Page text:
Monday, September 22, 2014

Brain tricks (part one)
          There’s a fascinating series on the National Geographic Channel called Brain Games.  It’s about how our miraculous brains have evolved exquisitely to learn and adapt and remember and solve problems and protect us, but also about how our brains can be influenced for better or worse and sometimes  can even be utterly confounded by optical illusions, suggestion, unusual motions, or sensory or instinct triggers. 
          Quite often the world around us is not at all what it seems to be.
          Consider, for a major example, that there are actually no colors in our world, or indeed throughout the universe.  That’s right.  No colors whatsoever.  There is only the pervasive electromagnetic spectrum, which is a wide range of colorless energy waves including many that constantly surround and bathe us but which we cannot perceive, such as microwaves, radio waves, infrared and ultraviolet waves and cosmic rays.  Included in this same broad spectrum is a relatively narrow band of waves we are attuned to and which our brains can translate into various colors.  In other words, colors occur only within our brains.  We have three kinds of cones in our retinas that receive certain wavelengths and send signals to the brain, where those incoming signals are cleverly blended to achieve millions of color shades.  And everything we perceive, including color, is influenced greatly by context.  A white sheet of paper under pink light will appear to be blue.  At twilight all color perceptions begin to fail because contrast diminishes.  The clearer the atmosphere, the closer distant objects appear to be.  The moon, which can appear to be brilliant white against the blackness of space, is actually the color of asphalt.
          For all creatures, what is seen is but a narrow range of electromagnetic waves which their brains have evolved to translate and interpret according to needs.  Bees can see ultraviolet waves to help them home in on flower nectar.  Other creatures like marine mammals are equipped with only one cone type in their eyes so must interpret their world in monochrome, but it’s all they need.  Dogs can’t perceive red, yellow, or orange nearly as well as we do, but their field of view is about 240 degrees as opposed to 180 degrees at best for us.  Their wide-angle sight helps them hunt.
          Consider that no movie you've ever seen has actually moved.  All we’re seeing on the screen is many still images presented to us in rapid succession.  As with the illusion of colors, the illusion of movie motion occurs only in our brains.  Pets probably see the flickering series of still TV  images because they’re far more sensitive to abrupt motion than we are.  Our brains automatically blend the flickering so we perceive smooth motion; it’s the only reason movies and TV work realistically for us.  And 3-D and giant-screen flicks, especially those with movable seats, can fool us into believing we’re speeding along on a roller coaster or hurtling down a ski slope or plunging through high seas, or standing on the slippery lip of a cliff, to such an extent we might actually become queasy and fearful.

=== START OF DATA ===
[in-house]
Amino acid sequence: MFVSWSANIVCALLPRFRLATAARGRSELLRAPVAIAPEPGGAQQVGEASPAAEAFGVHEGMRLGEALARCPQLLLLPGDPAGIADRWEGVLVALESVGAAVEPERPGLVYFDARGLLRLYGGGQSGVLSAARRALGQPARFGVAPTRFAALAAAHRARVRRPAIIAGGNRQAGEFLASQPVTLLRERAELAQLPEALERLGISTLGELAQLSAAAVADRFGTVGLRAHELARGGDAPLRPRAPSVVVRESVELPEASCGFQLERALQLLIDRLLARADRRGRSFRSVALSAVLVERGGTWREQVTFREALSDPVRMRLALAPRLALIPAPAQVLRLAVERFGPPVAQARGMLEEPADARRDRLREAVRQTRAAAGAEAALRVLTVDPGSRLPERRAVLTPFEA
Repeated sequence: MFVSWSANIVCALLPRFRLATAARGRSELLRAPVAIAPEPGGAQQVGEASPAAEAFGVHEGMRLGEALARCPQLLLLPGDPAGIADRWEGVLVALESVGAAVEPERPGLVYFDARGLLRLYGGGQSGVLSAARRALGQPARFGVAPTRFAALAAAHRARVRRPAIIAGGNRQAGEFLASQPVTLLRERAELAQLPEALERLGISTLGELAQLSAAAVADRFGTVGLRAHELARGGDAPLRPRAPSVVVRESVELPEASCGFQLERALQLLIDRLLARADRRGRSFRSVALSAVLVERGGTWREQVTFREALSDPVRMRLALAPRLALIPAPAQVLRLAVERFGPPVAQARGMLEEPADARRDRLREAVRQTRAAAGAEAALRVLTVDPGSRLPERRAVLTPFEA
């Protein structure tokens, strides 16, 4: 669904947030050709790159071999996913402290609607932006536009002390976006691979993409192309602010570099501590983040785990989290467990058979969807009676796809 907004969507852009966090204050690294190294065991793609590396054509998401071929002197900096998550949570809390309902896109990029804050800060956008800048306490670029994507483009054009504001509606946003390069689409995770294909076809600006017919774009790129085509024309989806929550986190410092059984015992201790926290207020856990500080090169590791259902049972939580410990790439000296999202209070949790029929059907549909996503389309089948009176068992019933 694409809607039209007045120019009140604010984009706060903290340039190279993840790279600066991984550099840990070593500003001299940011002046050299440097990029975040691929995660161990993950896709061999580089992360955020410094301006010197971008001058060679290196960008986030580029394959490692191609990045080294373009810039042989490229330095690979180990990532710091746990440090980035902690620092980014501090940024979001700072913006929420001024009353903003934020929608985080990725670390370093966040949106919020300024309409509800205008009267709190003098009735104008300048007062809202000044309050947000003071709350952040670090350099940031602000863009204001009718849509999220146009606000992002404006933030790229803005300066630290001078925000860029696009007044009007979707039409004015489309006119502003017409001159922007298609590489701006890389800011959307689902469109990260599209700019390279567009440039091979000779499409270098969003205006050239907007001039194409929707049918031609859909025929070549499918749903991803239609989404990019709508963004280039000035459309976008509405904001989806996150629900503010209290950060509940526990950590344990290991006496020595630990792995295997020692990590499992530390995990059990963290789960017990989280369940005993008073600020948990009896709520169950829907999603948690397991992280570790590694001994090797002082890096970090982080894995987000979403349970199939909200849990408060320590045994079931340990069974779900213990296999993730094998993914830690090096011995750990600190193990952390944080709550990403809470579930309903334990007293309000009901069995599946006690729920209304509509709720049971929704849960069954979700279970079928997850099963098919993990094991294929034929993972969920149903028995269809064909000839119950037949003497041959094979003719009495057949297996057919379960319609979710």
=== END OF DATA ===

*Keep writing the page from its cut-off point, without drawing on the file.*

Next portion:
Conjurers have long known how easily color, context, contrast, visual and mental distraction, and sensory manipulation can be employed to work their spellbinding magic for us.  Ancient architects knew that certain building elements had to be deliberately and subtly distorted so they would appear to be correctly proportioned.  There are intentionally no absolutely straight lines on the Parthenon, and the corner columns are very slightly larger and closer to the adjacent columns because they show against a bright sky, which would otherwise make them appear slimmer and farther apart than the interior columns with their darker building background.  In large part because of many such reasoned design tricks, the Parthenon remains magnificent twenty-four centuries after the Greeks built it.  (There’s a full-sized replica of it, by the way, in Nashville, of all places.)  Fine artists long ago learned how to control contrast and color and shadowing to create the illusion of depth in a two-dimensional painting.  Musicians have used subtle trickery to enhance their composed strains and evoke moods from romance to patriotism to melancholy to apprehension.  Beethoven was adept at this sort of thing, sometimes purposely introducing a jarring, dissonant phrase, for example, just so a following melodious phrase would sound all the more pleasant by contrast.  And who can resist tapping a toe to a rousing Sousa march with all its brassy, percussive trickery?  Movie makers, of course, have the benefit of such clever background music to enhance the stories unfolding on our screens.
          We writers, too, have our secret bag of effective brain tricks that can be most useful, especially in concocting suspense.
          Next Monday I’ll reveal a few of these closely-guarded secrets in part two of Brain Tricks.
If you don’t get the Geographic Channel, Google “Brain Games” for some astonishing videos that will tease and delight you.

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